Elva Activity



While down in remote East Sussex to visit the Bodiam Hill-Climb I took the opportunity of calling on Frank Nichols and the Elva Engineering Co. Ltd. At Bexhill-on-Sea, where Nichols started in the garage business after the war, and built his first ” special,” the C.S.M., he now has three small factories, while in adjoining Hastings he has a fourth, and between them he markets and builds the sports/racing Elva Mk. IV and the sports Elva Courier. The Mk. IV is an out-and-out competition machine, utilising a space-frame of extremely light construction, double-wishbone and coil-spring front suspension, independent rear suspension with the wheels located by a box-section radius arm and a transverse swinging-link mechanism, with coil springs also in use. A very complete aluminium undertray is riveted to the chassis frame, thereby imparting considerable extra strength, and in this chassis an 1,100-c.c. Coventry-Climax engine is mounted, coupled to an M.G. “A” gearbox containing specially made Elva gears giving much closer ratios. Two Hardy-Spicer universal joints mounted back-to-back comprise a coupling from the rear of the long M.G. gearbox to an Elva crown-wheel and pinion housing fixed rigidly to the rear of the chassis frame. Tubular drive shafts take the drive to the rear wheels, no sliding joints being necessary as the geometry of the i.f.s. ensures that they swing about a constant radius. Transversely-finned Alfin drum brakes are used, the rear ones being inboard, and with the engine mounted well back in the frame a rearward weight distribution is obtained in this very light car. An alloy body of all-enveloping type is fitted, there being very little overhang, and penetration is good by reason of a low bonnet line and the minimum of openings at the front. The whole front of the body hinges about the nose, taking with it the curved perspex windscreen, while the tail hinges upwards about the extremity, revealing rear suspension, fuel tank and spare wheel. A second fuel tank is mounted on the right of the scuttle and both have aircraft-type rotary immersion pumps feeding to the two S.U. carburetters, or in the case of the works car, four Amal carburetters. Elektron wheels of Elva design are held on by four nuts apiece.

These competition cars are very popular in America among Club drivers, and by reason of good trading connections with the American importers Nichols sells most of his cars for dollars. In one of the other small buildings in Bexhill a team of keen workers are building glass-fibre bodies for the sports Courier model, these being well-appointed two-seater sports models, for use as everyday cars or for production sports-car racing. In a matter of seven months Nichols and his workers have perfected the manufacture of the complete glass-fibre all-enveloping bodywork, so much so, that specialists in the glass-fibre industry rate the finished product second only to the excellent Jensen 541. It is interesting that Nichols went into this method of body building only because of the prohibitive price of aluminium body building, or pressed steel, and now is more than satisfied with the results, though it caused many headaches in the first month or two. Previously built in two parts, the Courier bodyshell will now be made in one mould, this being in process of being made at the time of my visit. Chassis frames for the Courier, which are of simple large tube ladder-type layout, are built in the third Bexhill factory, and at Hastings bodies are fitted to the chassis, the glass-fibre being liberally wrapped round all frame tubes to form a one-piece unit, and they are then sprayed, trimmed and wired, and M.G. “A” type engines and gearboxes are fitted. Suspension is by double-wishbones and coil springs at the front, derived from the Mk. III sports/racing Elva and rear suspension is by coil springs on to a one-piece rigid axle of proprietary manufacture.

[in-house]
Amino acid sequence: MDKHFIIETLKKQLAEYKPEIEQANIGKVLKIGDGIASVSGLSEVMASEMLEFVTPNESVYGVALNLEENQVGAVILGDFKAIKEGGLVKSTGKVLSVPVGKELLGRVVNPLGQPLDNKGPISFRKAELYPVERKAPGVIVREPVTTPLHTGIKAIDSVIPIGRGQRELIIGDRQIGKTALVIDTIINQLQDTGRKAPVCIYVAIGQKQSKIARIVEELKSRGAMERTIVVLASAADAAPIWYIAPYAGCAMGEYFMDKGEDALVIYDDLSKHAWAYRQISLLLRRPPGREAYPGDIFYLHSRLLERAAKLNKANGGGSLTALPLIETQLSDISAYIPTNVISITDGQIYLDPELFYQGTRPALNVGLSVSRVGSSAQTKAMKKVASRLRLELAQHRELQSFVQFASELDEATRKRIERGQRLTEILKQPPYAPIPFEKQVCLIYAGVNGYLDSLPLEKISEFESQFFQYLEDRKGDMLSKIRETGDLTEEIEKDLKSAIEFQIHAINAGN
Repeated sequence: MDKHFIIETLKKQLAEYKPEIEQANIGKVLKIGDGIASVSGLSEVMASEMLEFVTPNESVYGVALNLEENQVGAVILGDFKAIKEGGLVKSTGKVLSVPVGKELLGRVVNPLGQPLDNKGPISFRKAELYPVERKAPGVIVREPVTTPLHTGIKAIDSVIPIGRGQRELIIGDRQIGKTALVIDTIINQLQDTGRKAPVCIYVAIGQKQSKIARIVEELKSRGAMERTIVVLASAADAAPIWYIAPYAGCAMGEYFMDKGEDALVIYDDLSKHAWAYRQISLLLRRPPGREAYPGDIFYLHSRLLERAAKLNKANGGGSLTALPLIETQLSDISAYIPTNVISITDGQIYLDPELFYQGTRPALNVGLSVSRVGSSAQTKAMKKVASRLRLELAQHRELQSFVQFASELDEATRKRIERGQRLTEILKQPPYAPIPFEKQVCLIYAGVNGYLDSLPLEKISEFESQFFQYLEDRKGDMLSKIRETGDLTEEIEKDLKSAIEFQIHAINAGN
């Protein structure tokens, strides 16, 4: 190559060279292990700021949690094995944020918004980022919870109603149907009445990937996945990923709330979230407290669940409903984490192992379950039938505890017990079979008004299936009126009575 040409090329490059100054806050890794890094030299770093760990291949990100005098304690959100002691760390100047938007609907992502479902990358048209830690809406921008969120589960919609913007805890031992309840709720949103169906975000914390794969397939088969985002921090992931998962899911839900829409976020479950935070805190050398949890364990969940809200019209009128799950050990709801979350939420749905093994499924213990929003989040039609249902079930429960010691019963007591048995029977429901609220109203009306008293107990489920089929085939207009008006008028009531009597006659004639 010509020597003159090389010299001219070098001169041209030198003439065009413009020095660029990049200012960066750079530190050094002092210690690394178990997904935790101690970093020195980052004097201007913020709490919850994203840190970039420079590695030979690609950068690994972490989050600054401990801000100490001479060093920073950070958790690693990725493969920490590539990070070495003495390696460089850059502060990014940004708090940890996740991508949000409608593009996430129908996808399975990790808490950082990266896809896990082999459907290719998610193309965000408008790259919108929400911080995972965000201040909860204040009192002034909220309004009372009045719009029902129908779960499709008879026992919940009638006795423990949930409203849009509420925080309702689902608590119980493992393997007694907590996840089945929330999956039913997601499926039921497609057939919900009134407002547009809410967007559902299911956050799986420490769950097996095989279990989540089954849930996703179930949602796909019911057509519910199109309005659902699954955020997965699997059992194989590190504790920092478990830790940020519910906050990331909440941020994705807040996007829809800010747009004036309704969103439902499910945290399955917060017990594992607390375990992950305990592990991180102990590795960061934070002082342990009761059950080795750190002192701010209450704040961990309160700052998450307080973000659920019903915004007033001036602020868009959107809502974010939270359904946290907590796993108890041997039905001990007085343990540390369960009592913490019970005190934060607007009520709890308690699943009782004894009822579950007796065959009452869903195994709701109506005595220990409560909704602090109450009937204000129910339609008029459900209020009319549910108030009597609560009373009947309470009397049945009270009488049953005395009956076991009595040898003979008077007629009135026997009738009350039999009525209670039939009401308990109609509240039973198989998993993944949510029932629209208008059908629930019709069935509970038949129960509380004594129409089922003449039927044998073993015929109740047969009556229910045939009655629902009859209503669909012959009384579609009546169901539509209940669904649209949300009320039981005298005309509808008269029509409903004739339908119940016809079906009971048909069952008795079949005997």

I was impressed with the interior trim of the Courier, having fitted carpets, bucket seats, large door pockets and a very adequate hood and sidesereens. The finish obtained on the glass-fibre body as it left the mould was very good and would have satisfied most people to be left at that, but Nichols prefers to spend a little more time and money on the production and put the complete body through a normal paint spraying process, with the result that the Elva Courier has a high finish in spite of being in small production —some two-and-a-half cars per week. A laminated glass screen of vee formation is used as Nichols found he could “wait forever” for specialist curved-screen manufacturers to supply him with toughened one-piece screens.

It was not possible to try a Courier, though I did drive the Mk. IV sports/racer on the road and found it quite exciting, with a lot of steam, an excellent gearbox, but rather higher-geared steering and quicker reactions than I am accustomed to.—D.S.J.